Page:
Do you suffer from musical paralysis?
If you're over 30, the answer is probably yes. In an era of unlimited choice why, asks our music critic, are so many of us stuck in a musical rut
Let's play a little self-assessment game. Do you find yourself returning to the same old albums? Have you found yourself moaning about "modern music all sounding the same"? Did you glance at the line-up for this year's Longitude festival and struggle to identify any of the artists?
If you found yourself nodding along to any or all of those questions, you may be suffering from 'musical paralysis', to use a term dreamt up by Deezer. The French streaming service has quizzed a thousand people in the UK and have discovered that the age when this malady sets in is 30. It found that respondents were most keen to expand their music listening landscape at 24, but from the Big 30 onwards, they were far less likely to seek out new music, especially from artists they hadn't heard of or from genres they were hitherto immune to.
When Deezer drilled down further, they found that people from this cohort on found themselves with less time on their hands due to work commitments and/or children and often reached for the comfort blanket of much-loved and familiar albums and artists.
Others suggested they were overwhelmed by the huge amount of choice that has been available to us ever since Spotify launched a decade ago. What should have been manna from the musical gods, has turned into an embarrassment of riches - and one that too many are simply unwilling to explore.
And too many of those who profess to love music are simply closing their minds. I found myself speechless some weeks ago when interviewing an Irish DJ who talked lovingly about the great music of the 1960s and 1970s but had no interest in seeking out anything contemporary on the spurious basis that everything that could have been done in rock and popular music had already been done. If a vinyl obsessive like him seemed as narrow-minded to the great stuff that's released around the globe in 2018, what hope everyone else?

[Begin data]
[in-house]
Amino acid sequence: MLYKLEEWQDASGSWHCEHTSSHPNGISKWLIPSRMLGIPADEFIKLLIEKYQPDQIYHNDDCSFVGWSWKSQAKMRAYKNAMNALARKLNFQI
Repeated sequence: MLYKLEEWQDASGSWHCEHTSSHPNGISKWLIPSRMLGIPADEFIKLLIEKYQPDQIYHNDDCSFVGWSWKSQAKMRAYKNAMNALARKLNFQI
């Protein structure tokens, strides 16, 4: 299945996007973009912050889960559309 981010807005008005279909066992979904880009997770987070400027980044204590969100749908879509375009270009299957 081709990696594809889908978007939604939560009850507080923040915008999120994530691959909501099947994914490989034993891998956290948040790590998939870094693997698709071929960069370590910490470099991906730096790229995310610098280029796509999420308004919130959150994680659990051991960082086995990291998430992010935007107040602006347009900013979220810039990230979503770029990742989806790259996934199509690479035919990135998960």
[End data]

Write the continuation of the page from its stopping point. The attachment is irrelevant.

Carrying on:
In fairness, it's not always as easy to uncover great new music as one might imagine. Daytime radio - and we're a nation of radio lovers according to the latest JNLR figures - tends to play the same small band of songs and artists over and over again. Listen to 2fm for the next hour or two and there's a fighting chance you'll hear Drake or Ed Sheeran or Gavin James. Some years ago, the station boss declared that no music released more than 25 years ago would be played. It was a soul-sapping pronouncement, but he was trying to reverse a sliding listenership and it's a ploy that's largely worked because 2fm's share is greater than what it was.
As someone working in the print media, I am loath to admit that newspapers, magazines and online sites can be very conservative when it comes to espousing great new music. Often, it's the same old faces that are subjected to the long interviews you might read - although said old faces have usually done a lot of living and have far more to say for themselves than the shy fledgling acts that seemed stumped by a question as routine as, "What are your influences?"
More and more in modern life, we're being encouraged to seek out the sort of stuff we already like. If you make a purchase on Amazon, the global giant will offer recommendations based on what you bought - so if it's an album of Brazilian samba or a Swedish crime novel, you'll be pointed towards more South American music and Scandi-noir.